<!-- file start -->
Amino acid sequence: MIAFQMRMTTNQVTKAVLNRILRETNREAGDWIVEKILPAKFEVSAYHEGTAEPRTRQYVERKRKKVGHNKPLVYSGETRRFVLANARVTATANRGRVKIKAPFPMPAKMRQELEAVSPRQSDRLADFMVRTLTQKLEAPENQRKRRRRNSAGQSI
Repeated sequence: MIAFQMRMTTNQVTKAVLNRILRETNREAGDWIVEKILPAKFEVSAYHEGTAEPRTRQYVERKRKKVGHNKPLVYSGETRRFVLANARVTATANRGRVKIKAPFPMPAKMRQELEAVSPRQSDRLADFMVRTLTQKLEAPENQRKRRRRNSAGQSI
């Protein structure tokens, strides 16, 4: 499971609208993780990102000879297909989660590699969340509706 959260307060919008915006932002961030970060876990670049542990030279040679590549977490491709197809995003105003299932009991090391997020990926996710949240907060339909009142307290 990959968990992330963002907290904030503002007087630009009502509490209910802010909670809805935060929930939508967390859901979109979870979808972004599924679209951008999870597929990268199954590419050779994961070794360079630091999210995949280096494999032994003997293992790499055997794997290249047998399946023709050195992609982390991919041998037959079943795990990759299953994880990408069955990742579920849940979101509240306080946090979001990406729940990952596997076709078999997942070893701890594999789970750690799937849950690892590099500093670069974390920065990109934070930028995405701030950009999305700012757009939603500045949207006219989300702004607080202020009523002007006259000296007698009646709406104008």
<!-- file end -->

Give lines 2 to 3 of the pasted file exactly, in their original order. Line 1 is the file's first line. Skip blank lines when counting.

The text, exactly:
Repeated sequence: MIAFQMRMTTNQVTKAVLNRILRETNREAGDWIVEKILPAKFEVSAYHEGTAEPRTRQYVERKRKKVGHNKPLVYSGETRRFVLANARVTATANRGRVKIKAPFPMPAKMRQELEAVSPRQSDRLADFMVRTLTQKLEAPENQRKRRRRNSAGQSI
């Protein structure tokens, strides 16, 4: 499971609208993780990102000879297909989660590699969340509706 959260307060919008915006932002961030970060876990670049542990030279040679590549977490491709197809995003105003299932009991090391997020990926996710949240907060339909009142307290 990959968990992330963002907290904030503002007087630009009502509490209910802010909670809805935060929930939508967390859901979109979870979808972004599924679209951008999870597929990268199954590419050779994961070794360079630091999210995949280096494999032994003997293992790499055997794997290249047998399946023709050195992609982390991919041998037959079943795990990759299953994880990408069955990742579920849940979101509240306080946090979001990406729940990952596997076709078999997942070893701890594999789970750690799937849950690892590099500093670069974390920065990109934070930028995405701030950009999305700012757009939603500045949207006219989300702004607080202020009523002007006259000296007698009646709406104008």